Last week, al-Qaida affiliate al-Shabaab issued a new video aimed at regaining relevancy in a jihadi landscape currently dominated by its rival ISIS.
The video entitled The Westgate Siege: Retributive Justice documents the history of abuses on ethnic Somalis in the Horn of Africa, as well as the attempts by Somalia’s neighbors and international allies to expand their respective influence in the country through local proxies (aka “apostates.”)
Though these topics comprise a majority of the 76-minute video, Western media focused on a clip in which the group called for “lone wolf” attacks on the Mall of America in Minnesota and other locations in Canada and the UK.
On this matter, Davidson professor and Somalia scholar Ken Menkhaus made an essential point regarding the current disconnect between al-Shabaab and Somali-American communities:
“…The plea to individual ‘holy warriors’ to launch attacks is an implicit admission that al-Shabaab lacks the network of operatives to conduct a planned terrorist attack itself.”
With the Mall of America now performing “lock down” drills, it is also important to look at the trend in mass shootings the last twenty years in the United States.
What Does the Data Say on Those Behind Mass Shootings?
Data from the Stanford Geospatial Center on mass shootings in the U.S. from 1996 to the present shows that most of the assailants in these cases are not Muslims.
Rather, the attackers run the gamut from teenagers to White supremacists and military veterans.
This data is an indictment against the type of profiling against Muslims and people of particular communities that often accompanies misplaced perceptions about security threats, either in Kenya or the West.
It is commonly accepted that certain communities are exempt from such profiling — despite how the above data can be disaggregated.
Al-Shabaab is certainly hoping that security institutions indiscriminately profile Muslims or that individuals will commit acts of intolerance on Islamic institutions — which are 5x more common in the post-9/11 era — so that its narrative of victimhood can be justified.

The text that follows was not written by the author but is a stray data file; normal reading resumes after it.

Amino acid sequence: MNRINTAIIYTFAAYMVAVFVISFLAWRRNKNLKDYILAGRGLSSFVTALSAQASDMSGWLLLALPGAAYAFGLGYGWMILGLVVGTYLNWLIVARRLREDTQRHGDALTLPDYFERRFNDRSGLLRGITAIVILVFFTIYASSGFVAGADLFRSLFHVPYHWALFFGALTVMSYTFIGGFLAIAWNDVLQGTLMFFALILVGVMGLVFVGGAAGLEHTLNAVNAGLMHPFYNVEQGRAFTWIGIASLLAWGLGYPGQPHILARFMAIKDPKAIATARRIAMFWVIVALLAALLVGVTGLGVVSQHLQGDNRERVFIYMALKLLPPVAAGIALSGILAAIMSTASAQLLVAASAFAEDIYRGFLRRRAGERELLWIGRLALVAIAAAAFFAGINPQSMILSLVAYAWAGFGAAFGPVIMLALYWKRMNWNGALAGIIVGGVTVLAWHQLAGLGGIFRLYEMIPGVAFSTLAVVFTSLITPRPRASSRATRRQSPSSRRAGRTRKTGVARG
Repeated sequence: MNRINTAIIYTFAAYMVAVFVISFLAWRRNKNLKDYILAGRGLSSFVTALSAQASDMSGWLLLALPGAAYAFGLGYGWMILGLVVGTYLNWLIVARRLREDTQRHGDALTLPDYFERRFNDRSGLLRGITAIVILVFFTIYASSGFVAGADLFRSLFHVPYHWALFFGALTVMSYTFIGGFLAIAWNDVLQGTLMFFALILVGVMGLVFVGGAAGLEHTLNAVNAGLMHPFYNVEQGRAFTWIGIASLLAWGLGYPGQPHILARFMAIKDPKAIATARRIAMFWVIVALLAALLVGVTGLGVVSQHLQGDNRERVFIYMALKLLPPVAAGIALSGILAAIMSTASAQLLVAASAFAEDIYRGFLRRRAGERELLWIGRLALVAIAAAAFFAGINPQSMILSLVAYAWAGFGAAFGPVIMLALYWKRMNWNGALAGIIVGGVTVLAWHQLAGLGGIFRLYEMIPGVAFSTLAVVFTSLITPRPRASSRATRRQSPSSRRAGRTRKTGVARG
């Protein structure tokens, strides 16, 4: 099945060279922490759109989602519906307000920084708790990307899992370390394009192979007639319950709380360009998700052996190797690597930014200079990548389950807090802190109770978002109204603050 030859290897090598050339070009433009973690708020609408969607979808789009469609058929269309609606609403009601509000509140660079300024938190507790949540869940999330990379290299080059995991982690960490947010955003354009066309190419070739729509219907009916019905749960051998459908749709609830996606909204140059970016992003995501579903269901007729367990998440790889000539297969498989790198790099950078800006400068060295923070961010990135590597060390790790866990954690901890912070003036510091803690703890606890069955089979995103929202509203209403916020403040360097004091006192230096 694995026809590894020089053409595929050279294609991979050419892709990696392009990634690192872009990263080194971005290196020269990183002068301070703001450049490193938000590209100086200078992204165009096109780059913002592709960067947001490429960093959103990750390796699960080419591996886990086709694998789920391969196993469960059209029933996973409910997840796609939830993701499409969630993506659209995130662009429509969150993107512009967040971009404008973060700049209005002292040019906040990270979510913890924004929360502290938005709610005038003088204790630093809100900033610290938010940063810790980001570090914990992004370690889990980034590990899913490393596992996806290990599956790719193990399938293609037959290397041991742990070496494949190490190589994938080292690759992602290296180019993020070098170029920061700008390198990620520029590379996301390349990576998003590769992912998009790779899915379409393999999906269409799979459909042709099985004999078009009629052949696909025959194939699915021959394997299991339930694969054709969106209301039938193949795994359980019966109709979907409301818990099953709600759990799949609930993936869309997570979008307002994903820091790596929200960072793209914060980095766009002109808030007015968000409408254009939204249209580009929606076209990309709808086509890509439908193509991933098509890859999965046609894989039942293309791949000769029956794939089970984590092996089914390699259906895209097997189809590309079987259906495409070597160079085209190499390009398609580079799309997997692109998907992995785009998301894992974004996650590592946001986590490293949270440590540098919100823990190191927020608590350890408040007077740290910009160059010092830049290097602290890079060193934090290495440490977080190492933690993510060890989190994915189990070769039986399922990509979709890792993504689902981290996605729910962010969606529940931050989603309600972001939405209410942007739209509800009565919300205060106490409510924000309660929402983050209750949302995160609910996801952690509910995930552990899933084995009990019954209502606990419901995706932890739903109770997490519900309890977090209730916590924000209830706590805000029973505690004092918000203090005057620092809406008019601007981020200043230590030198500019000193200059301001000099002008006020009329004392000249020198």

Whether it is the case of the homeless Houston man who “accidentally” set an Islamic center on fire or a North Carolina man who shot three young Muslims “over a parking dispute,” there is a feeling among many people that intentional acts of hate and terror can only come from — not against — Muslims.
Many pundits are begging U.S. President Barack Obama to recite the phrase “Islamic extremism” daily as some kind of explanatory mantra. This kind of limited way of thinking about mass acts of violence will have to change if meaningful social discussions and practical policies are to be put in place.
“Counter-radicalization” in the Twin Cities and Beyond
There is a real debate going on about how authorities can work on radicalization issues in a way that partners with local communities rather than treating them as “potential threats” requiring surveillance.
To give an example of one cross-section of the debate, the French government released a chart indicating that those who stop listening to music or watching television may be showing signs of radicalization. In a similarly perplexing manner, CNN was lambasted in social media for displaying the fantastical headline that ISIS lures women with Nutella and kittens.
Though this by no means reflects the canonical theory behind countering violent extremism (CVE), there are still some major knowledge gaps in the field.
For example, which is more important: ensuring youth in particular have access to activities such as sports and the arts, or countering extremist recruiters in social media? Is the efficacy of CVE activities erased through acts of bullying or global events? What is the tipping point?
These questions have huge implications for whether CVE programs narrowly focused on so-called “at risk” youth, or instead, focus on broader efforts to increase tolerance and understanding in multi-cultural communities or changes in foreign policy.
Equally important, there will need to be assurance that counter-radicalization organizations — which may start to pop up as millions of dollars are for grabs — can actually deliver the outcomes that they offer.